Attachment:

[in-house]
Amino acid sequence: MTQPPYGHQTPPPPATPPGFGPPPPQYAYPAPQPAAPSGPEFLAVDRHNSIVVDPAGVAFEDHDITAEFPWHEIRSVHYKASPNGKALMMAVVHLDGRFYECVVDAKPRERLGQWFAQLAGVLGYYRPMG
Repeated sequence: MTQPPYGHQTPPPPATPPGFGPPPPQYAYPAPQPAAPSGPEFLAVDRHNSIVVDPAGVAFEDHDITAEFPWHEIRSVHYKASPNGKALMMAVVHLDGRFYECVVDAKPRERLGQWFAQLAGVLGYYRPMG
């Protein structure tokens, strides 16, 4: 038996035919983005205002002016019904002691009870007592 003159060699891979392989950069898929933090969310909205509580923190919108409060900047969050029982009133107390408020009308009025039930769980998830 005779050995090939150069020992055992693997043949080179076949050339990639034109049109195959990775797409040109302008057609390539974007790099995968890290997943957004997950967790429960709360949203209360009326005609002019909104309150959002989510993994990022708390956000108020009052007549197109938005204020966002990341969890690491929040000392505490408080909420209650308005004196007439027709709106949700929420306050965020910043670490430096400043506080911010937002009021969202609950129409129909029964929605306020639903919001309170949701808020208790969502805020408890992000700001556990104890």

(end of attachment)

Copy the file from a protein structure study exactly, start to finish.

[in-house]
Amino acid sequence: MTQPPYGHQTPPPPATPPGFGPPPPQYAYPAPQPAAPSGPEFLAVDRHNSIVVDPAGVAFEDHDITAEFPWHEIRSVHYKASPNGKALMMAVVHLDGRFYECVVDAKPRERLGQWFAQLAGVLGYYRPMG
Repeated sequence: MTQPPYGHQTPPPPATPPGFGPPPPQYAYPAPQPAAPSGPEFLAVDRHNSIVVDPAGVAFEDHDITAEFPWHEIRSVHYKASPNGKALMMAVVHLDGRFYECVVDAKPRERLGQWFAQLAGVLGYYRPMG
């Protein structure tokens, strides 16, 4: 038996035919983005205002002016019904002691009870007592 003159060699891979392989950069898929933090969310909205509580923190919108409060900047969050029982009133107390408020009308009025039930769980998830 005779050995090939150069020992055992693997043949080179076949050339990639034109049109195959990775797409040109302008057609390539974007790099995968890290997943957004997950967790429960709360949203209360009326005609002019909104309150959002989510993994990022708390956000108020009052007549197109938005204020966002990341969890690491929040000392505490408080909420209650308005004196007439027709709106949700929420306050965020910043670490430096400043506080911010937002009021969202609950129409129909029964929605306020639903919001309170949701808020208790969502805020408890992000700001556990104890």